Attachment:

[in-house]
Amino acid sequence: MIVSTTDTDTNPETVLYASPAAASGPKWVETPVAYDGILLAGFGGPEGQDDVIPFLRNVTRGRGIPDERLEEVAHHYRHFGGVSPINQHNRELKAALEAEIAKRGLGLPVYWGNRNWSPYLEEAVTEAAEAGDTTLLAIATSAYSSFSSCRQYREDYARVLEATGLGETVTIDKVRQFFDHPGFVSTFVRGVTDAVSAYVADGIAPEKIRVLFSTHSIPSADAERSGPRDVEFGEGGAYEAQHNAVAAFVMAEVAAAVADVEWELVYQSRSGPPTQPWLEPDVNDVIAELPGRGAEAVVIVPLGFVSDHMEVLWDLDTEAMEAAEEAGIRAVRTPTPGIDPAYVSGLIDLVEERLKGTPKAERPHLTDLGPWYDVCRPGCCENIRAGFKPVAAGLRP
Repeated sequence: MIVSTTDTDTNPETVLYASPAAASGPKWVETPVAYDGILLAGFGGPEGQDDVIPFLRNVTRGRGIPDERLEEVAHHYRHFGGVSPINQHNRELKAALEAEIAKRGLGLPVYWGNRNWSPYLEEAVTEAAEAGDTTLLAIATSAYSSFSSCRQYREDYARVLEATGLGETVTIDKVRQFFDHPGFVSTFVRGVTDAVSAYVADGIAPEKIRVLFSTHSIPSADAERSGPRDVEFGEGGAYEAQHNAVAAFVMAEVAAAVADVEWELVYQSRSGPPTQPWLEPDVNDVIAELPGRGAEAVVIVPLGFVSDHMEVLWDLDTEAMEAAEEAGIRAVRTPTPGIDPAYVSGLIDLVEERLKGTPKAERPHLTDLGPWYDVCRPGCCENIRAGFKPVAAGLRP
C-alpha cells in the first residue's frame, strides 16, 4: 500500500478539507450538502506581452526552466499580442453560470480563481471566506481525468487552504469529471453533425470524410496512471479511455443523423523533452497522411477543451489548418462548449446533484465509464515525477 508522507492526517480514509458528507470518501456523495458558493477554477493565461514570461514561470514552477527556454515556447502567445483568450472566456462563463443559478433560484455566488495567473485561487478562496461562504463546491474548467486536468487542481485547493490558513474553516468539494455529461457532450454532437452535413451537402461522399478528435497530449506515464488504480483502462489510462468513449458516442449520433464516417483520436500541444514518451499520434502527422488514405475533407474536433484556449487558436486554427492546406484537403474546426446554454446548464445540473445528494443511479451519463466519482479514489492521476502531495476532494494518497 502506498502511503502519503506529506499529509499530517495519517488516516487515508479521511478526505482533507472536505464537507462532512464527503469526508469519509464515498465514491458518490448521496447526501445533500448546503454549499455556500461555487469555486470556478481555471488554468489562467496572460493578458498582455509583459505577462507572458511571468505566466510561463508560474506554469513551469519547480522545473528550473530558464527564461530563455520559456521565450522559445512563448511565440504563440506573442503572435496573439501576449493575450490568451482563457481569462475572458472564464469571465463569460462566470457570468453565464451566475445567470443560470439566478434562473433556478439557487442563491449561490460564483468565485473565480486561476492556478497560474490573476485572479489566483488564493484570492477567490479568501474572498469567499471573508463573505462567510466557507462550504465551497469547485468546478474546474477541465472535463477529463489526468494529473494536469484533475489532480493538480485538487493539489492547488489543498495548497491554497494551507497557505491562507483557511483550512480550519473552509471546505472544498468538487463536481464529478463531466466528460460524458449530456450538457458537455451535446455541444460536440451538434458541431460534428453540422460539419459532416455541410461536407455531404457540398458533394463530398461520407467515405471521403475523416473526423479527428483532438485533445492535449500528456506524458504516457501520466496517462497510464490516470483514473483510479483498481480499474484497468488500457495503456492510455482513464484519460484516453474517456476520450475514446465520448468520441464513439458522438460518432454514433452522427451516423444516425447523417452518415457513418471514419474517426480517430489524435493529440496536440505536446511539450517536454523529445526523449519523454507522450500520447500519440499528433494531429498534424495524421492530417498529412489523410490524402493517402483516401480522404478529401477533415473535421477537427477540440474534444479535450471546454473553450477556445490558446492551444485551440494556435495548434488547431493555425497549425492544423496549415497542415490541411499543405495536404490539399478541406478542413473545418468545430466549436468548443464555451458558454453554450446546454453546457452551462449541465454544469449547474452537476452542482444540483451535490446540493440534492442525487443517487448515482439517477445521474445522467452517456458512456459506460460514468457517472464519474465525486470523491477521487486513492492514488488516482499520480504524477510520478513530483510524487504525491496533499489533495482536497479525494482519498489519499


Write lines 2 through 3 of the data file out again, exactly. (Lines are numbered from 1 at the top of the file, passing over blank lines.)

Amino acid sequence: MIVSTTDTDTNPETVLYASPAAASGPKWVETPVAYDGILLAGFGGPEGQDDVIPFLRNVTRGRGIPDERLEEVAHHYRHFGGVSPINQHNRELKAALEAEIAKRGLGLPVYWGNRNWSPYLEEAVTEAAEAGDTTLLAIATSAYSSFSSCRQYREDYARVLEATGLGETVTIDKVRQFFDHPGFVSTFVRGVTDAVSAYVADGIAPEKIRVLFSTHSIPSADAERSGPRDVEFGEGGAYEAQHNAVAAFVMAEVAAAVADVEWELVYQSRSGPPTQPWLEPDVNDVIAELPGRGAEAVVIVPLGFVSDHMEVLWDLDTEAMEAAEEAGIRAVRTPTPGIDPAYVSGLIDLVEERLKGTPKAERPHLTDLGPWYDVCRPGCCENIRAGFKPVAAGLRP
Repeated sequence: MIVSTTDTDTNPETVLYASPAAASGPKWVETPVAYDGILLAGFGGPEGQDDVIPFLRNVTRGRGIPDERLEEVAHHYRHFGGVSPINQHNRELKAALEAEIAKRGLGLPVYWGNRNWSPYLEEAVTEAAEAGDTTLLAIATSAYSSFSSCRQYREDYARVLEATGLGETVTIDKVRQFFDHPGFVSTFVRGVTDAVSAYVADGIAPEKIRVLFSTHSIPSADAERSGPRDVEFGEGGAYEAQHNAVAAFVMAEVAAAVADVEWELVYQSRSGPPTQPWLEPDVNDVIAELPGRGAEAVVIVPLGFVSDHMEVLWDLDTEAMEAAEEAGIRAVRTPTPGIDPAYVSGLIDLVEERLKGTPKAERPHLTDLGPWYDVCRPGCCENIRAGFKPVAAGLRP